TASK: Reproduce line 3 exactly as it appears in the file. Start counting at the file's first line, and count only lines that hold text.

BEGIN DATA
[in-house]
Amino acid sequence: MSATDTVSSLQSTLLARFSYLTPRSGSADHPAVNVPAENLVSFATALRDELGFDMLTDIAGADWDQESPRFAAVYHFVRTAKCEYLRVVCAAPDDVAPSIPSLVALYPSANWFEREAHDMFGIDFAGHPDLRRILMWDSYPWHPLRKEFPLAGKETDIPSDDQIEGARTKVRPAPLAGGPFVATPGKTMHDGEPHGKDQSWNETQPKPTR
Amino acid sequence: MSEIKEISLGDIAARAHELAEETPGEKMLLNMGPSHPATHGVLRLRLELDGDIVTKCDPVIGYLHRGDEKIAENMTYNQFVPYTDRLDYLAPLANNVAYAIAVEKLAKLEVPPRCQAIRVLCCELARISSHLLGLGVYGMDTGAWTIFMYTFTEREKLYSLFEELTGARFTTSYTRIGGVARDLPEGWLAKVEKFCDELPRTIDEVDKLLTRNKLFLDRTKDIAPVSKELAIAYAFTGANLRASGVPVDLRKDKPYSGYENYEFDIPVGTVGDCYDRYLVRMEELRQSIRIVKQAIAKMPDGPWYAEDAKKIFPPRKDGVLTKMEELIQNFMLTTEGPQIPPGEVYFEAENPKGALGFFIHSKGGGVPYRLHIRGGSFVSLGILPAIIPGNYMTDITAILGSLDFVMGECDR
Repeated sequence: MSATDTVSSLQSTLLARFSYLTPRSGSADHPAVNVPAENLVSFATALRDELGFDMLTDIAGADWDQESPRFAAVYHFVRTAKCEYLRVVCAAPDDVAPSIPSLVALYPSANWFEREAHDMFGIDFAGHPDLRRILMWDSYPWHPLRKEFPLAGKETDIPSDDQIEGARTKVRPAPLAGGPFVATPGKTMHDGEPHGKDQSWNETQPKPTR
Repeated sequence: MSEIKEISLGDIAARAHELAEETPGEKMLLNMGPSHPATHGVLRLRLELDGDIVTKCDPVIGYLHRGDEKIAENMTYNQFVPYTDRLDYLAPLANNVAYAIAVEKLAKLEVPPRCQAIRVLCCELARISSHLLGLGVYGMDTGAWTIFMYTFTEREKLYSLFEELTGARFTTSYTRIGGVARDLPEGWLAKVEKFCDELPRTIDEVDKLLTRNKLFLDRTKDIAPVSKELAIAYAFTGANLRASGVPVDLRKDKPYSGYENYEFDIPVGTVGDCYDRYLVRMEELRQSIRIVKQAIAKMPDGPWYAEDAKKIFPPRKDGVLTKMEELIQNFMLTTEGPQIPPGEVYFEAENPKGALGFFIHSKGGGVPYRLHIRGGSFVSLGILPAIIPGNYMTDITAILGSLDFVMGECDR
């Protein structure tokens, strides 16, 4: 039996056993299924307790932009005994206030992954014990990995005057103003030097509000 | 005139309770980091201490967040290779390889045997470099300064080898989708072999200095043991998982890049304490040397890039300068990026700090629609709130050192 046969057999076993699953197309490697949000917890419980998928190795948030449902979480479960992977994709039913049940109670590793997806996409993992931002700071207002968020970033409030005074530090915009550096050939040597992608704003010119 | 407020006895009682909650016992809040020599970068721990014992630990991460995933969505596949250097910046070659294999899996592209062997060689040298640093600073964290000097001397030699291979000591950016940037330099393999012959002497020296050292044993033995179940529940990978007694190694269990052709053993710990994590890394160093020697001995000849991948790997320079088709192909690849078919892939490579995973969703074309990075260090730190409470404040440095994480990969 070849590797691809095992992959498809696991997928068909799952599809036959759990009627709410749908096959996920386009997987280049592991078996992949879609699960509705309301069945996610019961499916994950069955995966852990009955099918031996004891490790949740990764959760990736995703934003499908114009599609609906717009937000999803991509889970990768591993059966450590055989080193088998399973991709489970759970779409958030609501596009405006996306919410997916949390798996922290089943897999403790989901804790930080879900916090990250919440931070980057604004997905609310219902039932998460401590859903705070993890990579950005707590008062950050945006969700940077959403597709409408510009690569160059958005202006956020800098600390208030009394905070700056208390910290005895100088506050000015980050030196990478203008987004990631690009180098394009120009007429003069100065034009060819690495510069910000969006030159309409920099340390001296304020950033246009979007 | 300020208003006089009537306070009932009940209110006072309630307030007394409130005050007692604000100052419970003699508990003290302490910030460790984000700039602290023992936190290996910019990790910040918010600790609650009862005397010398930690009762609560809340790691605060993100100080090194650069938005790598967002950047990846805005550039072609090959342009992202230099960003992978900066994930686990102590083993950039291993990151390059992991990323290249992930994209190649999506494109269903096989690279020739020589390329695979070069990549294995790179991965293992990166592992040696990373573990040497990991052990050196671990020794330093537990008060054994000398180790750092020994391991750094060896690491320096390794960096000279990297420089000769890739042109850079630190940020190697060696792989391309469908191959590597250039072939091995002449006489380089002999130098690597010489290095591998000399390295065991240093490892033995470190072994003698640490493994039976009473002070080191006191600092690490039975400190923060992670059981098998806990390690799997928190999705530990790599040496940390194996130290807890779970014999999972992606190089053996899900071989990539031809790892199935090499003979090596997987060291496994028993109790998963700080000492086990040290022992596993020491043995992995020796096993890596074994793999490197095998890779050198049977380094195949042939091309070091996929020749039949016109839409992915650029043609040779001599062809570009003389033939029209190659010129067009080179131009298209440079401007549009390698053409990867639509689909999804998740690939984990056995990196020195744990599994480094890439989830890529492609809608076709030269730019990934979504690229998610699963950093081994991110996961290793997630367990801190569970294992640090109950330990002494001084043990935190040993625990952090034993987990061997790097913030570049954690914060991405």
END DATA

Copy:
Amino acid sequence: MSEIKEISLGDIAARAHELAEETPGEKMLLNMGPSHPATHGVLRLRLELDGDIVTKCDPVIGYLHRGDEKIAENMTYNQFVPYTDRLDYLAPLANNVAYAIAVEKLAKLEVPPRCQAIRVLCCELARISSHLLGLGVYGMDTGAWTIFMYTFTEREKLYSLFEELTGARFTTSYTRIGGVARDLPEGWLAKVEKFCDELPRTIDEVDKLLTRNKLFLDRTKDIAPVSKELAIAYAFTGANLRASGVPVDLRKDKPYSGYENYEFDIPVGTVGDCYDRYLVRMEELRQSIRIVKQAIAKMPDGPWYAEDAKKIFPPRKDGVLTKMEELIQNFMLTTEGPQIPPGEVYFEAENPKGALGFFIHSKGGGVPYRLHIRGGSFVSLGILPAIIPGNYMTDITAILGSLDFVMGECDR